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this stage, when the cornea is involved, the disease may further progress towards corneal ulceration with temporary or permanent blindness. The importance of M. conjunctivae in the etiology of IKC is supported by experimental infection studies (4, 13). However, under field conditions, other microorganisms, usually Moraxella (formerly Branhamella) ovis or M. bovis (14, 15) are frequently concomitantly isolated, and Chlamydophila spp. may also occasionally be present (16, 10). In domestic sheep the role of Chlamydia pecorum as a major etiological agent of IKC is well established (16). Åkerstedt and Hofshage reported that in a survey of ocular pathogens of small ruminants in KC-affected herds in Norway, M. conjunctivae was isolated from 37% of animals
Mycoplasma Conjunctivae Outbreak in Goats in Israel
Research Articles
with clinical signs and from 7% of those without clinical signs (8). In farms without clinical signs of KC, M. conjunctivae were isolated from 8% of the animals. In recent years, interest in M. conjunctivae infection has increased markedly because of the impact of the disease on free-ranging ibex (Capra ibex) and chamois (Rupicapra rupicapra) populations in the Alps and other mountain ranges in Europe (11, 12). The wild caprinae usually develop clinical IKC with resultant blindness, resulting in death under natural conditions. This communication reports an unusual episode of conjunctivitis and IKC caused by M. conjunctivae, which led to extensive blindness in adult milking does. The predisposing factors in this outbreak may be attributed to natural and iatrogenic stressors that were present on the infected farm. CASE HISTORY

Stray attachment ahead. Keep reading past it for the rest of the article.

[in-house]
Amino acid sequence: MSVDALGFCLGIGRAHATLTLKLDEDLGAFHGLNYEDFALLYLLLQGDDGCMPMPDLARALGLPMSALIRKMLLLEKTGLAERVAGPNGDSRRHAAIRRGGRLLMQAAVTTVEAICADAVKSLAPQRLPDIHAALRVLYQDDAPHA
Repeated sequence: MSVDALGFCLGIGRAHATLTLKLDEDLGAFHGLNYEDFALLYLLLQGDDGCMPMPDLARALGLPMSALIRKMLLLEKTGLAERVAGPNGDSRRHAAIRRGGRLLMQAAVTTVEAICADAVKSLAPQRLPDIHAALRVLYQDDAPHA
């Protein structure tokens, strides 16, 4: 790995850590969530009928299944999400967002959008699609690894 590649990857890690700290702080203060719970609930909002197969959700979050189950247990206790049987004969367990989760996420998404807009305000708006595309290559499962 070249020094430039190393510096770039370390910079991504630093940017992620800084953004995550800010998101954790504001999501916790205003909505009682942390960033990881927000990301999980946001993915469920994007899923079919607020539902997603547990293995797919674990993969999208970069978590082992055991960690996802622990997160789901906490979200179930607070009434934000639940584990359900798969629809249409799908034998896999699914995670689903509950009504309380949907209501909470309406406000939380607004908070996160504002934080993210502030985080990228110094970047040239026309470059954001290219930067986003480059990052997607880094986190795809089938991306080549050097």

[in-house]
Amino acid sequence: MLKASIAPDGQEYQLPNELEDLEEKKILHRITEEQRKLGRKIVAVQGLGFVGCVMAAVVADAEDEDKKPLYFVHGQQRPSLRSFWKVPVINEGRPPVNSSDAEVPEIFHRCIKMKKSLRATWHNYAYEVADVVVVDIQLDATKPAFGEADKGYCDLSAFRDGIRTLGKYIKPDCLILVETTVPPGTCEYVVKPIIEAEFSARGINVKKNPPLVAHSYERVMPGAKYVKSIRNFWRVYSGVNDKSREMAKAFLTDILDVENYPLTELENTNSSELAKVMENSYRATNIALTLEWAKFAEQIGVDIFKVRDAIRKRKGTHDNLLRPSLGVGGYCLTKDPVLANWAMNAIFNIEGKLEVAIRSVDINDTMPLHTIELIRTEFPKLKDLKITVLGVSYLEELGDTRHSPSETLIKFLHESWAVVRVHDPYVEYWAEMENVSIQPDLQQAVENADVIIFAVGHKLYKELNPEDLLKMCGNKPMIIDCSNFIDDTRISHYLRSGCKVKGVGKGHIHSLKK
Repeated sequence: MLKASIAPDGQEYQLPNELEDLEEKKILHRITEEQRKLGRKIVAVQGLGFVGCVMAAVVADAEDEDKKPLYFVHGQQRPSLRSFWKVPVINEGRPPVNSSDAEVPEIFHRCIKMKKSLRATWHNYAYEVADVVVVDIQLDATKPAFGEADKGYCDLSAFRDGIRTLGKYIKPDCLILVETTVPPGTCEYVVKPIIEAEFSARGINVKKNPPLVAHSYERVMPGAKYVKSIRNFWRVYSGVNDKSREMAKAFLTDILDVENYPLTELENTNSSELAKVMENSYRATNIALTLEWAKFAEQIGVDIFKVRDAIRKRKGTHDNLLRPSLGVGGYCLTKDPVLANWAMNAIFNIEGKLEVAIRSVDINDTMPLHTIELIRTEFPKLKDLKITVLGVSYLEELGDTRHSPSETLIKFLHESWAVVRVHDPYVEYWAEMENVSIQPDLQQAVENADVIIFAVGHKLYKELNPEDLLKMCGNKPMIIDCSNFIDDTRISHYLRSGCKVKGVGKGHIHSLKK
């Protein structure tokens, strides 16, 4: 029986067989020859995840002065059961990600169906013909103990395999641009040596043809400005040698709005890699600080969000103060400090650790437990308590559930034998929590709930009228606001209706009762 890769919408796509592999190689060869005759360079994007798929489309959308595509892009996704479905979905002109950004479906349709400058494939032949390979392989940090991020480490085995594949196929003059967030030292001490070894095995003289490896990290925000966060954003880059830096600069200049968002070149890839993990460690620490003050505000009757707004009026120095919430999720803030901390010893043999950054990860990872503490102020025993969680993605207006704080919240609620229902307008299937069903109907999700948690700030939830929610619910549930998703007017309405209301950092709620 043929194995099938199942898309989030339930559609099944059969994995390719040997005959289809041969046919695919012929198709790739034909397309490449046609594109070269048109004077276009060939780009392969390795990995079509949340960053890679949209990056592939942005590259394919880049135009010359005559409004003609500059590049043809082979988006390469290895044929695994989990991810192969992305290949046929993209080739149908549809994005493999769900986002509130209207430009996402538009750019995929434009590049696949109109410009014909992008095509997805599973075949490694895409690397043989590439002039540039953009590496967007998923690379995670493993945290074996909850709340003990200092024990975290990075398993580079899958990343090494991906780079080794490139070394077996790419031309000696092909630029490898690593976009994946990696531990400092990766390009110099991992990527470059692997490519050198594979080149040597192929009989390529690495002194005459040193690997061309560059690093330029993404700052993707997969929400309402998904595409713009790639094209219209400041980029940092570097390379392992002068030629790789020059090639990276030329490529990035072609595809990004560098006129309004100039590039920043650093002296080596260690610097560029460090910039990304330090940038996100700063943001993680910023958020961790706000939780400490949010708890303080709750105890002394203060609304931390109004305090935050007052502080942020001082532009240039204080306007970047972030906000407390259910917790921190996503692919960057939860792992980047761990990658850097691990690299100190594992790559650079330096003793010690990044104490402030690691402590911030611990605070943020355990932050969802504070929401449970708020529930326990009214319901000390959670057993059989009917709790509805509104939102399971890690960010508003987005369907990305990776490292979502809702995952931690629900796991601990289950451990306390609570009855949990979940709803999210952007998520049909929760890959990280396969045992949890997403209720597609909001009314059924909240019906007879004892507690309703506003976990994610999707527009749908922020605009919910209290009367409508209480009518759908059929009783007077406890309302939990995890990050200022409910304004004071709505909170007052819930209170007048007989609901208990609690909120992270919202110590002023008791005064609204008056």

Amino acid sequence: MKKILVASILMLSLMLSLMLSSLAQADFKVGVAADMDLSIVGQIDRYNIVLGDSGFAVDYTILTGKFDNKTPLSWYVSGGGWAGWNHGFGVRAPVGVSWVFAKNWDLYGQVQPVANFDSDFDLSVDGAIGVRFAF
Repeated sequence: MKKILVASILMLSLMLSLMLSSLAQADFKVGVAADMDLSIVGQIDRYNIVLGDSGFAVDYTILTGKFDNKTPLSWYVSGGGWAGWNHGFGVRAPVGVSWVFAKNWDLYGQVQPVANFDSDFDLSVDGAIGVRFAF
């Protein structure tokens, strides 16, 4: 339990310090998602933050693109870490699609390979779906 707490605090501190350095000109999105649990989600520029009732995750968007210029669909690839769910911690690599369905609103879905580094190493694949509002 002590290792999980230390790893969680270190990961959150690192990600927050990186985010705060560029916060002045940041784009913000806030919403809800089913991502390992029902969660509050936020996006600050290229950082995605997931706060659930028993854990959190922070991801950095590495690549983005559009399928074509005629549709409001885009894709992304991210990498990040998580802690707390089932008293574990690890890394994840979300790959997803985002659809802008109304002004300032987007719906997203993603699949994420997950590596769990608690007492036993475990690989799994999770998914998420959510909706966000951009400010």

eased animals of the 500 milking does (1%). The last clinical PPR-related manifestations were reported on the 10th October 2011. Only the animals which exhibited clinical manifestations died. PPR vaccination was started immediately and all the animals on the farm were vaccinated with the Pestevac PPR- vaccine ( Jovac, Jordan Bio-industries, Jordan). On 20 October 2011 blindness was reported on this goat farm with 500 milking does. In this region, in mid-October, days are warm and sunny, but at night the temperature can be as low as 5 °C. The first animals to exhibit IKC were adult lactating does, and 320 animals (64%) were affected within 7 days (Figure 1). A few days later the younger stock of animals exhibited ocular inflammation and lacrimation. No new cases were noted from the end of November onwards, however 4 months after the onset 190 does remained completely blind. MATERIALS AND METHODS Eight eye swabs were submitted for laboratory examination. Routine bacteriological assays for the isolation of the ocular flora are described elsewhere (14, 15). For isolation of mycoplasma, ocular swabs submitted for routine diagnosis were inoculated into modified Friis mycoplasma broth and agar (17). The cultures were propagated at 37°C in a humidified atmosphere with 5% carbon